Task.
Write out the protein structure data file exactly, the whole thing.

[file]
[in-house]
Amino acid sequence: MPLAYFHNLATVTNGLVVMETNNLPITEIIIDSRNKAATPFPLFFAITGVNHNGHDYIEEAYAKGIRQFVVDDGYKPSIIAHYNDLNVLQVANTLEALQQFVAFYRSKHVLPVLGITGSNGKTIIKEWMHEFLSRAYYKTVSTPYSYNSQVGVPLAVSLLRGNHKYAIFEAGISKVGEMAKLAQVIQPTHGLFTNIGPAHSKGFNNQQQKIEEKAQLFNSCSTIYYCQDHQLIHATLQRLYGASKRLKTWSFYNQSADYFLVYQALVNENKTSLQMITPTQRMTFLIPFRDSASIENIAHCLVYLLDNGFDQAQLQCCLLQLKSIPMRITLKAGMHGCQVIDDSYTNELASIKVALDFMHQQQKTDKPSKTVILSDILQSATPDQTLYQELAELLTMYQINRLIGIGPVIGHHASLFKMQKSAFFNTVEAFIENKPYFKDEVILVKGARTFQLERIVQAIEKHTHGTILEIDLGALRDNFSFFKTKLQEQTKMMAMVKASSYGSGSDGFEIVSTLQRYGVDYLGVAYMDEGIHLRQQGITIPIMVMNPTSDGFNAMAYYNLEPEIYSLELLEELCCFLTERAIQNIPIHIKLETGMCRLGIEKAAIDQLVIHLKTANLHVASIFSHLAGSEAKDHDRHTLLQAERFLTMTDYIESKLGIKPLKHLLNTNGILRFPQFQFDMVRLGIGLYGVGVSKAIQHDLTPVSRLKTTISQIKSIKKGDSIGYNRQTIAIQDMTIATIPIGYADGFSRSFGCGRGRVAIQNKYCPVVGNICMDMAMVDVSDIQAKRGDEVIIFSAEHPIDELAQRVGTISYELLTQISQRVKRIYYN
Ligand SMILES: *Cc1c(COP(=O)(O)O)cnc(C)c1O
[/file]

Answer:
[in-house]
Amino acid sequence: MPLAYFHNLATVTNGLVVMETNNLPITEIIIDSRNKAATPFPLFFAITGVNHNGHDYIEEAYAKGIRQFVVDDGYKPSIIAHYNDLNVLQVANTLEALQQFVAFYRSKHVLPVLGITGSNGKTIIKEWMHEFLSRAYYKTVSTPYSYNSQVGVPLAVSLLRGNHKYAIFEAGISKVGEMAKLAQVIQPTHGLFTNIGPAHSKGFNNQQQKIEEKAQLFNSCSTIYYCQDHQLIHATLQRLYGASKRLKTWSFYNQSADYFLVYQALVNENKTSLQMITPTQRMTFLIPFRDSASIENIAHCLVYLLDNGFDQAQLQCCLLQLKSIPMRITLKAGMHGCQVIDDSYTNELASIKVALDFMHQQQKTDKPSKTVILSDILQSATPDQTLYQELAELLTMYQINRLIGIGPVIGHHASLFKMQKSAFFNTVEAFIENKPYFKDEVILVKGARTFQLERIVQAIEKHTHGTILEIDLGALRDNFSFFKTKLQEQTKMMAMVKASSYGSGSDGFEIVSTLQRYGVDYLGVAYMDEGIHLRQQGITIPIMVMNPTSDGFNAMAYYNLEPEIYSLELLEELCCFLTERAIQNIPIHIKLETGMCRLGIEKAAIDQLVIHLKTANLHVASIFSHLAGSEAKDHDRHTLLQAERFLTMTDYIESKLGIKPLKHLLNTNGILRFPQFQFDMVRLGIGLYGVGVSKAIQHDLTPVSRLKTTISQIKSIKKGDSIGYNRQTIAIQDMTIATIPIGYADGFSRSFGCGRGRVAIQNKYCPVVGNICMDMAMVDVSDIQAKRGDEVIIFSAEHPIDELAQRVGTISYELLTQISQRVKRIYYN
Ligand SMILES: *Cc1c(COP(=O)(O)O)cnc(C)c1O